West Lindsey council among minority not facing council tax deficit

West Lindsey Council is among a minority not facing a shortfall in council tax income amid the coronavirus pandemic, new figures reveal.

West Lindsey council among minority not facing council tax deficit.

Many local authorities elsewhere in England are facing huge funding gaps, with the national deficit estimated to exceed £500 million for the 2020-21 financial year.

Data from the Ministry of Housing, Communities and Local Government (MHCLC) shows West Lindsey's council expects to see a surplus of £1,089,000 in its collection fund for the period.

It makes it one of just 41 councils to have seemingly avoided the "financial hole" caused by a drastic national fall in anticipated council tax income.

A spokesman for West Lindsey District Council said: "The Covid 19 pandemic has had an impact on council tax and this resulted in a softer approach to recovery action during 2020-21. However, collection rates have remained comparable to previous years and the Council has used government grants to provide targeted assistance to the most vulnerable through discretionary housing relief payments."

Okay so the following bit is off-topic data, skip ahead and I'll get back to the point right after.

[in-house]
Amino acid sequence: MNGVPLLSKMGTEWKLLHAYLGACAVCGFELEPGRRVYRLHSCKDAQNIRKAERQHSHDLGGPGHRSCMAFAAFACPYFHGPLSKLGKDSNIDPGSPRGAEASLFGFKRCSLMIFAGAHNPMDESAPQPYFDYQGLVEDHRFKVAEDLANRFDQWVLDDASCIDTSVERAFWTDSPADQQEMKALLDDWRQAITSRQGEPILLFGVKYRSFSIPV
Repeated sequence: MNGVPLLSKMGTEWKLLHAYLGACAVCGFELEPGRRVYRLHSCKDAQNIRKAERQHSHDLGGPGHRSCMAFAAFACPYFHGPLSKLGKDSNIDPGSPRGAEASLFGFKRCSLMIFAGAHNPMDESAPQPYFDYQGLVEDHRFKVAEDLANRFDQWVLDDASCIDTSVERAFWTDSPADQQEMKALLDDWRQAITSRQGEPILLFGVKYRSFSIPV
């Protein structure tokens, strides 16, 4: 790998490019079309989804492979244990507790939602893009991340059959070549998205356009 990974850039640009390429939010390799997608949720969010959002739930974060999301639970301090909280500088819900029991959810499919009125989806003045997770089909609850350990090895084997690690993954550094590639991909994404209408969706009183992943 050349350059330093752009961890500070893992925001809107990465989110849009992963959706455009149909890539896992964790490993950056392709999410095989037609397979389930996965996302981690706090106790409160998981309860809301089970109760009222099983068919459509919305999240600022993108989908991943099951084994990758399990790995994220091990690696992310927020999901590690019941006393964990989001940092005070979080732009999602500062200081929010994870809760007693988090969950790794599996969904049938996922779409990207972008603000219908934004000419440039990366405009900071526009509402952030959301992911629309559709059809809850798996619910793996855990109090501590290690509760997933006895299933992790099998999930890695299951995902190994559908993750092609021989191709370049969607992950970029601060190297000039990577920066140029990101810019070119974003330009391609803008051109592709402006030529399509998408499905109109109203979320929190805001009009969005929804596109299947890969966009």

The collection fund represents income and expenditure relating to council tax and business rates, with estimates used to help set local authority budgets.

In response to the pandemic, the Government asked councils to estimate the impact of Covid-19 on the collection of funds for 2020-21.

More than 250 local authorities across England reported estimated deficits of between £14,000 and £17 million.

There were 10 councils that indicated they were not in deficit, but did not report surplus figures.

The national anticipated deficit rises to £546 million when surpluses are not taken into account, the figures show.

The figures do not reflect the council’s overall financial position after other funding and spending is accounted for, nor the impact of the tax income guarantee scheme announced by the Government in November.

Under this scheme, local authorities will be reimbursed for up to 75% of irrecoverable council tax and business rate losses, with payments expected to begin in the near future.

Rob Whiteman of the Chartered Institute of Public Finance and Accountancy, a trade body, said the scheme would compensate councils for a “large chunk” of the deficit.

He added: “Ultimately, this financial hole isn’t as deep as it looks.

“But with the Government ending Covid support by the end of the year, it’s hard to see how councils will be able to afford to repay the remaining deficit without additional ‘help’ from taxpayers in the future.”

Separate MHCLG figures show that, across England, council overspend due to the pandemic totalled around £6.9 billion in March, while losses were calculated at around £5.1 billion.